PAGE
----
Writing for SangamonLink

bridgeHistory never stops, and the Sangamon County Historical Society hopes this collection will always be a work in progress. We began this online encyclopedia with more than 500 entries, but we know that hundreds — probably thousands — more topics are worth coverage. We encourage anyone with an interest in our county’s past to write for SangamonLink. Here’s what you need to know.

The basics




Questions? Contact the editor, Mike Kienzler, at mkienzler@msn.com.

6 Responses to Writing for SangamonLink

  1. Ron Kennerly says:

    My great-grandmother, Elizabeth Withrow Blanchard was hit by a vehicle as she walked along the streets of Mechanicsburg in the early 1900s. I have located the newspaper article but probably need to find another copy of the article. I have pictures of both she and my great-grandfather in my genealogy files and will be willing to share them.

  2. Kim Meimders Doolin says:

    My grandfather Elmer L Meinders worked for Sangamo Electric. Today 8/16/2015 he would have been 117 years old. He passed at the age of 78. He assisted with many inventions during his employment with the Company. I would like to see some records of his accomplishments. Thank you, Kim Doolin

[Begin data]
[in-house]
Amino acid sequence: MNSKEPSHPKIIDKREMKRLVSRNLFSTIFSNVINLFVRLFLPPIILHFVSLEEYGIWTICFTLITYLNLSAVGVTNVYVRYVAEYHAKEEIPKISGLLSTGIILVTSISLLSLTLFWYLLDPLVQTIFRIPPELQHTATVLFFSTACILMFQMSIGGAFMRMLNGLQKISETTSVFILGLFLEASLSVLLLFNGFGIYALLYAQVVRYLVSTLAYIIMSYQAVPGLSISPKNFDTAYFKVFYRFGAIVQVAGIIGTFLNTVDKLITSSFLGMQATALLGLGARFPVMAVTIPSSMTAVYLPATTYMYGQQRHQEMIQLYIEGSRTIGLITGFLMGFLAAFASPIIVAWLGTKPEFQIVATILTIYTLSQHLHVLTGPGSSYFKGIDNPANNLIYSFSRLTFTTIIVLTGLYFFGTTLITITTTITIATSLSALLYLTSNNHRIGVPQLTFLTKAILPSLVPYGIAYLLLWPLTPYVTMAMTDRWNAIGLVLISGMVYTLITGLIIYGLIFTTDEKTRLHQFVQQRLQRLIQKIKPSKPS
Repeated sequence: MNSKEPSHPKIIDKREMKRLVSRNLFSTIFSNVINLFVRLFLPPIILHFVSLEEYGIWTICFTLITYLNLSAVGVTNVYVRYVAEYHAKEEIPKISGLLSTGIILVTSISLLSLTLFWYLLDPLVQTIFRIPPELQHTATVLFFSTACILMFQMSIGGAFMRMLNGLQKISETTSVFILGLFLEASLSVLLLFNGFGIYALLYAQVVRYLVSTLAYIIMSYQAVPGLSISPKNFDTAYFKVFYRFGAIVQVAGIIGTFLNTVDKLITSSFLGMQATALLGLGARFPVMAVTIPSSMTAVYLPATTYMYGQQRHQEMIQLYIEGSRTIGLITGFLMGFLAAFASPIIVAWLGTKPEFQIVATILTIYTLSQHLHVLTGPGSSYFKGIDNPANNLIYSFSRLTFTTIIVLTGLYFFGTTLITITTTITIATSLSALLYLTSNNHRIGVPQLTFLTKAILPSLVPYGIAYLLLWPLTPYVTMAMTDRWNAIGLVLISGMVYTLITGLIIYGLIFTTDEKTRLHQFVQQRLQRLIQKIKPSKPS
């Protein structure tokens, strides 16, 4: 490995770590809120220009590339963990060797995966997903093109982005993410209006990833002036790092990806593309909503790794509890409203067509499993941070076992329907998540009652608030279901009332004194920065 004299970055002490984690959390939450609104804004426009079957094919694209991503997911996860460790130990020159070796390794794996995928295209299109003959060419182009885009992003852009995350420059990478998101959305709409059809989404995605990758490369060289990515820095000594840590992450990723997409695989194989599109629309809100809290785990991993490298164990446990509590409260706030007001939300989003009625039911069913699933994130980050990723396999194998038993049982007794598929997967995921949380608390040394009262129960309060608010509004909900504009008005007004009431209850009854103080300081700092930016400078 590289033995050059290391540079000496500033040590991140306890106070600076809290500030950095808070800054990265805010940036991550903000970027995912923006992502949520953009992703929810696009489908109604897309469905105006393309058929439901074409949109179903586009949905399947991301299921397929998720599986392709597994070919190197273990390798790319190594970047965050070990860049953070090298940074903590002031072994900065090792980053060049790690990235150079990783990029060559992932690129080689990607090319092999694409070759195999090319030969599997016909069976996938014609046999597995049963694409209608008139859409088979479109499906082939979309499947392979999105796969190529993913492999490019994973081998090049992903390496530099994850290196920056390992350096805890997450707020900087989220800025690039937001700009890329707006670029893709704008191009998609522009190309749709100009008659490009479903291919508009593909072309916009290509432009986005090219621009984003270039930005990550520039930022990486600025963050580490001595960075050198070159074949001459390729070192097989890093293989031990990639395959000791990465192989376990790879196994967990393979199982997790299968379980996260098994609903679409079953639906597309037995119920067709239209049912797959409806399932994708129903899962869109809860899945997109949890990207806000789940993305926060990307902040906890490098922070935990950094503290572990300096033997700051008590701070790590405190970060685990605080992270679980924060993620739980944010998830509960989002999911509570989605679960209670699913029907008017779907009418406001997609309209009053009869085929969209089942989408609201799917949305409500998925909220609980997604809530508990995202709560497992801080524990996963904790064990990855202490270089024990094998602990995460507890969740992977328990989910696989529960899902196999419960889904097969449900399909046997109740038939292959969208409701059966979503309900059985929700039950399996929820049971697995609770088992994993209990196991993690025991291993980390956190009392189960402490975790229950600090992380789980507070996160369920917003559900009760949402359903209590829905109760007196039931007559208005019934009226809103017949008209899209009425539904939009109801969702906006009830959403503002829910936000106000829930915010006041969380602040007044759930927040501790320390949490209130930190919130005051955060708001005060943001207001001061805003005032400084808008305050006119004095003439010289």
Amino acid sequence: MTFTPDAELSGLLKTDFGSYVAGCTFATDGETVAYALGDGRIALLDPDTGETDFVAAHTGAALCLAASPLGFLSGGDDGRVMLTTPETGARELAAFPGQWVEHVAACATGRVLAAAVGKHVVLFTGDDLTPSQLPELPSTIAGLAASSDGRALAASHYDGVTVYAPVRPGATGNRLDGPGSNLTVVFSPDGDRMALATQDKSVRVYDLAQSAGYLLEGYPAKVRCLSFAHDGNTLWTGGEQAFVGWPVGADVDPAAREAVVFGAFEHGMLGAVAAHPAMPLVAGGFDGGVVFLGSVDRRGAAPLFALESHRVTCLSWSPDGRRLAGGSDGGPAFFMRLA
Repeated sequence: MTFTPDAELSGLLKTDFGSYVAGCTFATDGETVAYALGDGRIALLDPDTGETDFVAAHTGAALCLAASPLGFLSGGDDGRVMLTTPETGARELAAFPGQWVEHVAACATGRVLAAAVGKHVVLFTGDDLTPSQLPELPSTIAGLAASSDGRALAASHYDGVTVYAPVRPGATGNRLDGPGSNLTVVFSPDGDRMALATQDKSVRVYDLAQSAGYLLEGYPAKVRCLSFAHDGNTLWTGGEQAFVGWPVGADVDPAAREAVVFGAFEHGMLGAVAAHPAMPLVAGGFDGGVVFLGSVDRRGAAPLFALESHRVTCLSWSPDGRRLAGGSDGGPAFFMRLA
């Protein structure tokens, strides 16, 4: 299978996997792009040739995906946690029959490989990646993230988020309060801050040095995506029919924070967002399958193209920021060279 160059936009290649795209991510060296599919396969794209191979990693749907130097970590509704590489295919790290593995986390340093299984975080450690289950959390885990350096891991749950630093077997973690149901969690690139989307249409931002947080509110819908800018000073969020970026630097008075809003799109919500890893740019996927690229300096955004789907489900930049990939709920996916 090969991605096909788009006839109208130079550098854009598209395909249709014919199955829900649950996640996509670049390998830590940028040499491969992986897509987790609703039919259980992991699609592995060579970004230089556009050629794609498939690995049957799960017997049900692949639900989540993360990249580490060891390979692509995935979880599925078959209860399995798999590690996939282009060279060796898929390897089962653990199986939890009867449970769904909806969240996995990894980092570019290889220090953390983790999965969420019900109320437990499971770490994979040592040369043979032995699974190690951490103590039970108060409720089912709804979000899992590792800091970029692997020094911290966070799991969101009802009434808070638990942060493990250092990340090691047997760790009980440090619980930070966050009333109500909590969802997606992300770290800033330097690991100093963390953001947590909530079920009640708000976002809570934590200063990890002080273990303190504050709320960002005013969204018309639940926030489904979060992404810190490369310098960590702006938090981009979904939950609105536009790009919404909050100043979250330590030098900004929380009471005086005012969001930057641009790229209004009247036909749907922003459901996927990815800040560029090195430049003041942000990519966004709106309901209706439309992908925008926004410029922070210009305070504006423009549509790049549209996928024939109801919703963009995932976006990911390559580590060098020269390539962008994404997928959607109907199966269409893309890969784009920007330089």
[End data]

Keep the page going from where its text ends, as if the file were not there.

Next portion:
• editor says:

      Ms. Doolin: A quick check does indicate Mr. Meinders played a role in a number of Sangamo patents. I’ll have to look further into his work, which — fair warning — may take a while, but I’ll see what I can find out. If you have any more information on his life, and any particularly important patents, inventions, etc. that he contributed to, please email me at mkienzler@msn.com.

      Thanks for the idea.

  3. Jean Richards says:

    I recently read on an Illinois History Facebook Group about Camp Lincoln in Springfield serving as a Japanese-American interment camp. Have you heard about this?

    • editor says:

      Ms. Richards: That’s not true. There were no internment (not interment — that would be a cemetery) camps in Illinois. In fact, according to several sources, there were no internment camps anywhere east of the Mississippi River, and the vast majority were in the far west and Pacific Coast states. During WWII, Camp Lincoln was a National Guard storage and training depot, as it is now.

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